What is Marvin Law and how Does it Affect LGBT Families?

As many LGBT couples know, getting married is not the only way to define a committed relationship. But for unmarried couples, do you still have rights with regards to the division of property, assets, and liabilities when a long-term relationship ends? In many cases, yes. In California, you may be able to utilize Marvin Law to settle these matters.

What is Marvin  Law?

California is a community property state. This means that unless indicated otherwise in a prenuptial agreement, when a couple gets married, all assets and liabilities acquired during the marriage are split equally between the two parties in the “community.” Though community property laws don’t apply to unmarried couples, you still may have several options.

Generally speaking, Marvin cases involve couples that co-habited (lived together), where one person was financially dependent on the other. This may mean that one person gave up a career to support the other by being a homemaker, for example.

Marvin Law is based on a 1976 case involving a couple that lived together for seven years. One partner had given up her career in order to support the other. She argued that although they did not have a written contract, they had orally agreed to split incoming assets. She explained that even though they were not married, she should still have some protection under the law.

The case made it’s way to the California Supreme Court, which found that “The fact that a man and woman live together without marriage, and engage in a sexual relationship, does not in itself invalidate agreements between them relating to their earnings, property, or expenses.”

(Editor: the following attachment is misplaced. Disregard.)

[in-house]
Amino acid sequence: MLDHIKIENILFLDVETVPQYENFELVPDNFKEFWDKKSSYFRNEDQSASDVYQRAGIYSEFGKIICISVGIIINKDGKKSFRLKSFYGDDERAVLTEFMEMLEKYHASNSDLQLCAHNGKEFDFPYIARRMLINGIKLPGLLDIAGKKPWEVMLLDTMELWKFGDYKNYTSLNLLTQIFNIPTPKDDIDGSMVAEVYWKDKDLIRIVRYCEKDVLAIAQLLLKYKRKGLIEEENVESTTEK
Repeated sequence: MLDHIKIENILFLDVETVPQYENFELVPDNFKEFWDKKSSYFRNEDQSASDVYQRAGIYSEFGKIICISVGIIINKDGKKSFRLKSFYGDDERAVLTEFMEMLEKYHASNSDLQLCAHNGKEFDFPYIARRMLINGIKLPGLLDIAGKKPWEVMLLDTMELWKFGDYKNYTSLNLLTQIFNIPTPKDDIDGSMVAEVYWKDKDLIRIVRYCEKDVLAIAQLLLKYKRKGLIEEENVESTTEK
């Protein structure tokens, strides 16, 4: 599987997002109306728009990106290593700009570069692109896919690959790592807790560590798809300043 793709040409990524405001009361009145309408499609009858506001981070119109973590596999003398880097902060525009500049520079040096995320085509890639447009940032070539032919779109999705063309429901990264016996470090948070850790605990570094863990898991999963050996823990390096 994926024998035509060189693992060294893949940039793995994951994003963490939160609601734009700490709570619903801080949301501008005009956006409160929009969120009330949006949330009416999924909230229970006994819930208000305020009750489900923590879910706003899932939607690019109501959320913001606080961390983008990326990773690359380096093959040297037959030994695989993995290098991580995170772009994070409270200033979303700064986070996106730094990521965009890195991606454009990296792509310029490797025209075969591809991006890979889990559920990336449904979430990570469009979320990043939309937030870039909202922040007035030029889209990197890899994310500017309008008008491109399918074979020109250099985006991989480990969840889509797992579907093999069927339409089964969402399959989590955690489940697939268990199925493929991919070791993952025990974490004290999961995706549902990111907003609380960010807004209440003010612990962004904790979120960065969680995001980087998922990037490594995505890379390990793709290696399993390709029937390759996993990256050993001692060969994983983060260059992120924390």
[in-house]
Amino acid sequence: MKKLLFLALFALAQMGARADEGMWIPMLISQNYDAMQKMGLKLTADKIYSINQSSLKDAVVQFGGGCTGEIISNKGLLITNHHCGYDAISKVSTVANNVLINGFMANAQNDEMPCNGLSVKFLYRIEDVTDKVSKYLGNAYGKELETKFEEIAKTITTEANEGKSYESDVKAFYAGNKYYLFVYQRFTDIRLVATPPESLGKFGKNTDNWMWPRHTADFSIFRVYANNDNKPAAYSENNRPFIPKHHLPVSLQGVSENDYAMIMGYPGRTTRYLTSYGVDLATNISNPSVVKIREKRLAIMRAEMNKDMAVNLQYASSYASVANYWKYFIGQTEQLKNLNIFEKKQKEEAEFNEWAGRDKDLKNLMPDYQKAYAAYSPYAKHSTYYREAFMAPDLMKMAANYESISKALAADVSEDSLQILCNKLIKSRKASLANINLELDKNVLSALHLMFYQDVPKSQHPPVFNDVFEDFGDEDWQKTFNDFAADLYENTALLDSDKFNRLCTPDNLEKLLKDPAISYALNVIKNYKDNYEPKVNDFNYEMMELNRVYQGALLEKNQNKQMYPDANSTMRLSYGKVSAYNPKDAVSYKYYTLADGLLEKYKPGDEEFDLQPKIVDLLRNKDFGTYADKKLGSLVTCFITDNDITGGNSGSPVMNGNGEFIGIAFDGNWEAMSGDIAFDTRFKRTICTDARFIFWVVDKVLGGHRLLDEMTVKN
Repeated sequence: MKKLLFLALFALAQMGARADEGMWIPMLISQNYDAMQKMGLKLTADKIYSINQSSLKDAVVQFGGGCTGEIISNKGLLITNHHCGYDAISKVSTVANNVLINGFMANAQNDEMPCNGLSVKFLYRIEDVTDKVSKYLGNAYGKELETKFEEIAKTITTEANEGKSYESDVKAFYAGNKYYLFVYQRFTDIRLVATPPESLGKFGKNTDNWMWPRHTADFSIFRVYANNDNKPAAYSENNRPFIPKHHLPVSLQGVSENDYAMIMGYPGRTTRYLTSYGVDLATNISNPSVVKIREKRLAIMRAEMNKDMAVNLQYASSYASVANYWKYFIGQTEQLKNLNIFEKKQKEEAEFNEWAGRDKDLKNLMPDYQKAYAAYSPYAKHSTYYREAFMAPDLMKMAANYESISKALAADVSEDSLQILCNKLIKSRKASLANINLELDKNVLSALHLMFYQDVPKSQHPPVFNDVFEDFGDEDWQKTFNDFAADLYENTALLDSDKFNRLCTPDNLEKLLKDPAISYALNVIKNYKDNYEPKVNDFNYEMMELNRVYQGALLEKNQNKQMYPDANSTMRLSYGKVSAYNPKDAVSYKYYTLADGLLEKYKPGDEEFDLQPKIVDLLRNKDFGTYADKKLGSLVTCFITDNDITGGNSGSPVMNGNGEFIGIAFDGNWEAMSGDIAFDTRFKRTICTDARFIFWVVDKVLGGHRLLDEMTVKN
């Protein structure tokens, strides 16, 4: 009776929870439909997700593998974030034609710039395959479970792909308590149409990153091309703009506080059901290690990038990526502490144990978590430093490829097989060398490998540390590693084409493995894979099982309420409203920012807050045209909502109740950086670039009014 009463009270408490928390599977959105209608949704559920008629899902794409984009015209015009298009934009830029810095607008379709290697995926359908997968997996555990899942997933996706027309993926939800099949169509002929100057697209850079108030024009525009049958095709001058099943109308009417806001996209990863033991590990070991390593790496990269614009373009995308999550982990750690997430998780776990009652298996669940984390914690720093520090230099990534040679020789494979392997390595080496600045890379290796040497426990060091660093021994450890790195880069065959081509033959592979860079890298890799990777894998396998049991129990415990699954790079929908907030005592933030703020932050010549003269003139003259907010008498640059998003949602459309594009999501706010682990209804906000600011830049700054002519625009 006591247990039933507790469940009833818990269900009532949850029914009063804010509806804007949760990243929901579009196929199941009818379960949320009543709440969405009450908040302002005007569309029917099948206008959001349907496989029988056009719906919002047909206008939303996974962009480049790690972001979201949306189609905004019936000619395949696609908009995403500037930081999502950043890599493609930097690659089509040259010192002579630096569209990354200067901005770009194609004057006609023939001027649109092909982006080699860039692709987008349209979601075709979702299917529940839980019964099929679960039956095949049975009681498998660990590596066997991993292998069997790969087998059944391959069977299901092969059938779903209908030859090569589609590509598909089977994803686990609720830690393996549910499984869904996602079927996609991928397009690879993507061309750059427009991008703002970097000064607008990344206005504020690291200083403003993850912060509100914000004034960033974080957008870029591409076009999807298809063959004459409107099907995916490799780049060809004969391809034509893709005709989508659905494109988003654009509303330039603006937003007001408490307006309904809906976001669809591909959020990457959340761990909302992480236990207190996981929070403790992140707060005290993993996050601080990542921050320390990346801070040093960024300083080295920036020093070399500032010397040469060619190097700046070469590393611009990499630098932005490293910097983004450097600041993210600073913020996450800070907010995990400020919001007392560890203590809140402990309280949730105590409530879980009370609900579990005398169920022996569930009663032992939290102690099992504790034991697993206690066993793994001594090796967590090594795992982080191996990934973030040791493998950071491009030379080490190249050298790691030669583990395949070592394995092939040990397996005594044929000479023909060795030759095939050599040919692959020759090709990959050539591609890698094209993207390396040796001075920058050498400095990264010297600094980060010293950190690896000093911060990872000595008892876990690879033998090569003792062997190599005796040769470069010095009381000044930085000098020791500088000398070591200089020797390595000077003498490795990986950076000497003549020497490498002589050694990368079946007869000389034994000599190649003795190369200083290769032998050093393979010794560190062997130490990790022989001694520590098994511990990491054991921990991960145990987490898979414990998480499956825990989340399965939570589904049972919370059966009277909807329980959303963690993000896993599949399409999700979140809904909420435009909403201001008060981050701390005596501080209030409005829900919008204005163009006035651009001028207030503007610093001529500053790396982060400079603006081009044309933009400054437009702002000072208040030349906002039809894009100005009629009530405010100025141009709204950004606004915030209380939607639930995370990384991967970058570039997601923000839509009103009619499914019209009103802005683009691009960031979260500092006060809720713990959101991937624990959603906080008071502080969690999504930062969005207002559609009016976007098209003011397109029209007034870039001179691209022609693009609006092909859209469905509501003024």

This was a significant decision, as it was the first time that “implied” contracts were enforced between non-marital cohabitants. Rather than being settled in family court, as divorce cases are, Marvin cases are settled in civil court.

Despite the language used in the court’s decision, Marvin Law also applies to non-heterosexual relationships. The LGBT community was greatly impacted by this decision, as community property laws could not be applied to their relationships until many years later when gay marriage was legalized.

Can Marvin  Law be used in my case?

Marvin Law only applies to non-married couples or to married couples that are aiming to settle disputes that occurred during a period when they were not married. The application is more nuanced for those in domestic partnerships. Contact us for more details.

It is generally used when the division of assets and liabilities is in question, or when one partner seeks financial support from the other. It may be particularly useful when there is no written contract.

You’ll need to demonstrate that you were in a committed relationship, and provide as much evidence as possible that you had an agreement on the division of assets and liabilities, even if it was not written.

Marvin Law is used primarily in the state of California, though many other states have also cited it.

Do I need a co-habitation agreement?

For couples entering into a unmarried co-habitation scenario, we recommend creating a co-habitation agreement spelling out key legal details such as the division of current and future assets and liabilities, how medical decisions are made, whether wills will be created, and so forth.

This will help set your relationship up for success, and prevent misunderstandings down the road.

If you do not have a co-habitation agreement and are separating from your partner, you can still pursue a Marvin claim.

The end of any relationship is a difficult time to go through. For those seeking to remedy inequities in financial and other assets, it can be particularly straining. Our experienced attorneys are experts in Marvin Law and will guide you through this period to lighten your burden. Contact us to learn more.

Photo by Fleur Brebels on Unsplash